Floods on the River Severn and other waterways in the West Midlands are likely to continue getting bigger and more frequent, an expert has said.
Dave Throup retires this month after 21 years with the Environment Agency.
He said climate change was going to continue to have a significant impact on people living and working near the Severn, the UK's longest river.
Ahead of retirement, he reflected on his "great" job and becoming a familiar face in the media at times of flooding.
Mr Throup, 56, began working for the agency on 1 January 2000 but said the floods of 2007 were his "first taste of flooding on an almost apocalyptic scale".
"We started seeing rivers do things we had never seen them do before and the penny really started to drop," he said.
"I remember being scared at the time, thinking 'This is not what normally happens'… there were people in the incident room saying 'This can't be right, it just doesn't happen' and some of these people had 30 or 40 years' experience seeing what rivers do.
"Since then, there have been five or six really big flood events and I've travelled all over [the] country, working in flood response in the Lake District, on the east coast and down south as well, and they all see a bit of it."
The largest floods ever recorded on the River Wye, which runs through Herefordshire, happened in 2020, he said.
Ahead of leaving his role, he said climate change would continue to have a huge impact on the size and scale of flooding in the West Midlands region.
"We have had multiple big floods… and they are getting bigger and more frequent," Mr Throup said.
"I think the future is very uncertain but we also see very significant impacts from climate-related incidents.
"Flooding is one thing, as floods get bigger and more frequent, but that is only one part of story. I believe we are going to see significant water shortages as well in parts of our geography, 60 to 70% drops, which will not leave enough water for businesses and wildlife.
"These are really significant issues facing society and the speed with which they are happening [is] so scary, the stuff that has happened just in my lifetime has been incredible."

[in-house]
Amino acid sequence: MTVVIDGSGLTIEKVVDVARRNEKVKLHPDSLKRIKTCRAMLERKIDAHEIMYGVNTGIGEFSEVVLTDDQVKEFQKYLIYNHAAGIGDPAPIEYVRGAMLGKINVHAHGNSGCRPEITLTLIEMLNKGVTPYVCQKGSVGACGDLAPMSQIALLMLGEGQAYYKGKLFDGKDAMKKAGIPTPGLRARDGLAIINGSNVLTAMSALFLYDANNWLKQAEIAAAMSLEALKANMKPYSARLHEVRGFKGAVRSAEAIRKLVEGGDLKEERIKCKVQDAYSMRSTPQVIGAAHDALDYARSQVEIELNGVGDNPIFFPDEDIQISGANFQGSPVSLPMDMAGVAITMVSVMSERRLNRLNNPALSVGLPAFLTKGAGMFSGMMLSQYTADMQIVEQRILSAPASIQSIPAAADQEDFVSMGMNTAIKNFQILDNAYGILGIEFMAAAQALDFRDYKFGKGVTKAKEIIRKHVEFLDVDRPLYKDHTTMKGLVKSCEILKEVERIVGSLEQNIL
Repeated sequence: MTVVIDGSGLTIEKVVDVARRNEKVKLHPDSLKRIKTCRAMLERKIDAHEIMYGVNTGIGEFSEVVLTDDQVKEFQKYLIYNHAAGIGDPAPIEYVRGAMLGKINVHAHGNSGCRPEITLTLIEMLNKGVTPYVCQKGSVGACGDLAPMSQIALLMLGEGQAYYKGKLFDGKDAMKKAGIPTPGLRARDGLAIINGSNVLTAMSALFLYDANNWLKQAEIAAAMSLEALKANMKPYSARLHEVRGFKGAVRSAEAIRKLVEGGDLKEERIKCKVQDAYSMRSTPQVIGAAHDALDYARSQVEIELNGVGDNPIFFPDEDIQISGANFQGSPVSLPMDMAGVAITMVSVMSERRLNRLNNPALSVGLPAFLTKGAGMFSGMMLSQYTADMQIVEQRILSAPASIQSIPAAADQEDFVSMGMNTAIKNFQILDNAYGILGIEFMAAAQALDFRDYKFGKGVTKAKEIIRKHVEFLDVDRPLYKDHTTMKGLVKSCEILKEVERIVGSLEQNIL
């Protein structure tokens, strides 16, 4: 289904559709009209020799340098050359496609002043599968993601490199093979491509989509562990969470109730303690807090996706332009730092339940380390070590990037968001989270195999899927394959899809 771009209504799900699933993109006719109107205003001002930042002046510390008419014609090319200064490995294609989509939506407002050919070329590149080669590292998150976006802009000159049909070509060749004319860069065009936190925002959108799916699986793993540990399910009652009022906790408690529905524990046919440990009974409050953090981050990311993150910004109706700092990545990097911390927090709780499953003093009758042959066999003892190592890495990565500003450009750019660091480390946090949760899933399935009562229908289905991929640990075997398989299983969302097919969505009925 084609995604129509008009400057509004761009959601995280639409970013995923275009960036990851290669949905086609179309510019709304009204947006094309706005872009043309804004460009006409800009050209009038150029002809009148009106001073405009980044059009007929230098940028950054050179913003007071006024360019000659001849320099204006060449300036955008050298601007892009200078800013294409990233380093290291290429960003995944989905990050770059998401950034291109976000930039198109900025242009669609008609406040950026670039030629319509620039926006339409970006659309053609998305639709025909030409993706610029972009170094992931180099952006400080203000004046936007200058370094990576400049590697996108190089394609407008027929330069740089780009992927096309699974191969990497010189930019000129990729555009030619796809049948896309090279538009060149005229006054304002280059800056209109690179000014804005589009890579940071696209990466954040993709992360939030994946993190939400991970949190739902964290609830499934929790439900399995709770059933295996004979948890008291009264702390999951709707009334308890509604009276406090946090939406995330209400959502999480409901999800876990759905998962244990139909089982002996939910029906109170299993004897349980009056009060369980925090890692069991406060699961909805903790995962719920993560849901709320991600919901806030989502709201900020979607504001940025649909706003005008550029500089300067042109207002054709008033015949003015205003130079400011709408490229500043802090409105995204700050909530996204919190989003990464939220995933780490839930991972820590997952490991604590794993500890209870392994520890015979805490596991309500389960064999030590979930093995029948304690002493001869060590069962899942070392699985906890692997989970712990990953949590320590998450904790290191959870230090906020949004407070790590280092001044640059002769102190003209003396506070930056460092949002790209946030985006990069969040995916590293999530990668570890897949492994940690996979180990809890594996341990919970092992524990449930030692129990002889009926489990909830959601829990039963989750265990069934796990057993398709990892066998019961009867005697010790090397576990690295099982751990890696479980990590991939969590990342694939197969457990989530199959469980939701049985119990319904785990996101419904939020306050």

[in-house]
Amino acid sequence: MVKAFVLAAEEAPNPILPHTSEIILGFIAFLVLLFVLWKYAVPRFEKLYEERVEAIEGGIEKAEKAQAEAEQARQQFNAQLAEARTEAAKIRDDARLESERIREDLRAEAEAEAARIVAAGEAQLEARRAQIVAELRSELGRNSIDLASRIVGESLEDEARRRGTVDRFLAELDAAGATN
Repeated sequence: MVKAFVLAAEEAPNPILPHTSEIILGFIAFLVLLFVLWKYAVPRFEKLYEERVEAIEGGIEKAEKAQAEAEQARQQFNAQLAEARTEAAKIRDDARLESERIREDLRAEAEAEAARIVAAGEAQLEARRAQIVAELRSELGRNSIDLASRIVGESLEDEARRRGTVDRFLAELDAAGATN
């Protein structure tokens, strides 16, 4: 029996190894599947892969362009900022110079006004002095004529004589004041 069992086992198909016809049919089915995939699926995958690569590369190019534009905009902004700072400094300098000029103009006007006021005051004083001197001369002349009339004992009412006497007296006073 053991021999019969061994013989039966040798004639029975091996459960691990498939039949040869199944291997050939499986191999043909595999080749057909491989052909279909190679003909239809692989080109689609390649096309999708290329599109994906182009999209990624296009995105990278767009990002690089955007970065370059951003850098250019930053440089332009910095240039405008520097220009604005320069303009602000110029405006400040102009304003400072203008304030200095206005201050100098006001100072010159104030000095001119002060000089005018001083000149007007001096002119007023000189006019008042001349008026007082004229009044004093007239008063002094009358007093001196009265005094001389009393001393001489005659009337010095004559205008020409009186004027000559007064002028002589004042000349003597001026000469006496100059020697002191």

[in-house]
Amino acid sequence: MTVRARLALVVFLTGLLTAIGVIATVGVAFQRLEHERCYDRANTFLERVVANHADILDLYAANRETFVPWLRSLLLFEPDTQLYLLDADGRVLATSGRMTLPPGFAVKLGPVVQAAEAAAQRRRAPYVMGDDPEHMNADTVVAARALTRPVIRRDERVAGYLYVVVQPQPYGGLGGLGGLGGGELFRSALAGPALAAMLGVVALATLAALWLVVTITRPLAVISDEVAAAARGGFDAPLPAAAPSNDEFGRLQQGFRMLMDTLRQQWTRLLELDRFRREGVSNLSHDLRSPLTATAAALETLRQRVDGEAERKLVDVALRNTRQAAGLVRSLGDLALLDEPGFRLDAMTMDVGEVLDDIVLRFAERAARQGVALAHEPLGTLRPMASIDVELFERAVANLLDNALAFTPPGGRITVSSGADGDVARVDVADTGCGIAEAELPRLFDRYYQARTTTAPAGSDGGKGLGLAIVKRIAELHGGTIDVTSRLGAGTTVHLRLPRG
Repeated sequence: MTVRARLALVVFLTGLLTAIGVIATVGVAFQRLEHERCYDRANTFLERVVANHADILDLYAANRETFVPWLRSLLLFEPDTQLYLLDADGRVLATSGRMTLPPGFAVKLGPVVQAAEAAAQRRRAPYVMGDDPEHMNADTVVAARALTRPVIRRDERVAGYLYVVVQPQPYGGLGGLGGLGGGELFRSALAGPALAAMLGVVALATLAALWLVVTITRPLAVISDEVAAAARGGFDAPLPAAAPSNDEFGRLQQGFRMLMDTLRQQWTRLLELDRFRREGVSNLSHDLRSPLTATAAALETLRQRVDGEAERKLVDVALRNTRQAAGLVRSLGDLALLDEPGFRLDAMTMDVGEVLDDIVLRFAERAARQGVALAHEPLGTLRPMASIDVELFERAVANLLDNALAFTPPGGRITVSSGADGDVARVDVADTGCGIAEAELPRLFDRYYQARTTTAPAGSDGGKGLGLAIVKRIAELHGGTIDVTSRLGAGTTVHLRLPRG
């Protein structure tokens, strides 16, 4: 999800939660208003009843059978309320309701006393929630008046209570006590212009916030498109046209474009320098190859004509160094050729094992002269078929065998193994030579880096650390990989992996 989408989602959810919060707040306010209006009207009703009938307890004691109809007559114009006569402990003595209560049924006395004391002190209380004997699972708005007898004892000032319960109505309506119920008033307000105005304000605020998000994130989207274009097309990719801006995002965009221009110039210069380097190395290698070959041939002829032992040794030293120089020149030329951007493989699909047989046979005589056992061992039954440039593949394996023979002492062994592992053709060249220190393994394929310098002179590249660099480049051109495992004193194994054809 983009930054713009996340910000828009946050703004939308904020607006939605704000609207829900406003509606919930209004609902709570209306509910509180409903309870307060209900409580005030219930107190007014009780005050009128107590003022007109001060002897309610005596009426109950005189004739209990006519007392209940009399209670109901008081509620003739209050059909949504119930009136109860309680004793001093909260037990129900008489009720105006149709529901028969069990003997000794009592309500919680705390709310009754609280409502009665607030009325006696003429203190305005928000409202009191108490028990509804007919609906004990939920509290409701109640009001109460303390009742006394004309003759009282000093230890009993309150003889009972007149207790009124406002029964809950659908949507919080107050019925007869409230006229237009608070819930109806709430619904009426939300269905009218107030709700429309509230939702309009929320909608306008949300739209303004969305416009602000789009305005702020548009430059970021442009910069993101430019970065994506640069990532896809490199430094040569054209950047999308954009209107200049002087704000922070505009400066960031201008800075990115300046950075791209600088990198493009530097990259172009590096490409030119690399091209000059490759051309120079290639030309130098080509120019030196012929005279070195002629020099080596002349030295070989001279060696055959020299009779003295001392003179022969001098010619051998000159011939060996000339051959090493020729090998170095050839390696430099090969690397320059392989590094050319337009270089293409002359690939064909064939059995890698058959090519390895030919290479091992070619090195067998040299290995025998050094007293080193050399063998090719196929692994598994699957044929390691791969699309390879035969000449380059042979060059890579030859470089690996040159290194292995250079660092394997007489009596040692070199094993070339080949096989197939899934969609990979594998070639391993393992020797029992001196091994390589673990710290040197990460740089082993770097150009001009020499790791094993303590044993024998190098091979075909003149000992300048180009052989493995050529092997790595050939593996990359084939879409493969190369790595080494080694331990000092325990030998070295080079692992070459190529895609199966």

As area manager for Herefordshire and Worcestershire, at times of flooding he is often called to manage incidents, working in the control room for weeks.
In the incident room, he said, people would work eight-hour shifts for five to six days, then have a rest day before continuing.
"With the flooding you tend to get in this part of world, they are quite long lived. So if it is a big flood, you're working 24/7 for three or four weeks… it is full on," Mr Throup said.
"It is quite a pressurised atmosphere in that room, when things happen you have got to react quick.
"Working with other professional partners like police and fire and rescue, it is a good vibe you get going and we do work together very well."
When not working as an incident commander he is a media contact and said, during floods in 2014, he had once done 60 interviews in one day.
"The media world just descends with satellite trucks," he said.
"I spoke to everyone from Kerrang to Al Jazeera and some German TV company who couldn't understand a word I am saying, it was absolutely full on."
The role also involves speaking with those affected by flooding, he said, which could be one of the hardest parts of the job.
"You are taking some of the anger and the heat from it, but that is part of the role," he said.
"You are there in an Environment Agency jacket and people are flooded, they are understandably angry and upset, that is a difficult part of job, but it goes with the territory."
He is also well known for his social media presence, at one time sparking his own fan club.
A self-confessed early-adopter of social media, he said he had found it a "very powerful way to be able communicate with people with immediacy".
"I've had fantastic messages since I announced my retirement," Mr Throup said, with more than 200 messages of people wishing him well and more than 1,000 likes.
Mr Throup previously worked for Rentokil, as a planning officer in south Wales and for Severn Trent Water before moving to the Environment Agency.
Born and bred in Worcestershire, it has been "nice to make a bit of a difference in the patch", he said.
Married to Cathryn, with two grown-up children, Mr Throup said he hoped to spend the early part of his retirement travelling, if Covid-19 restrictions allowed.
"My wife is a teacher so we have never been able to travel much," he said.
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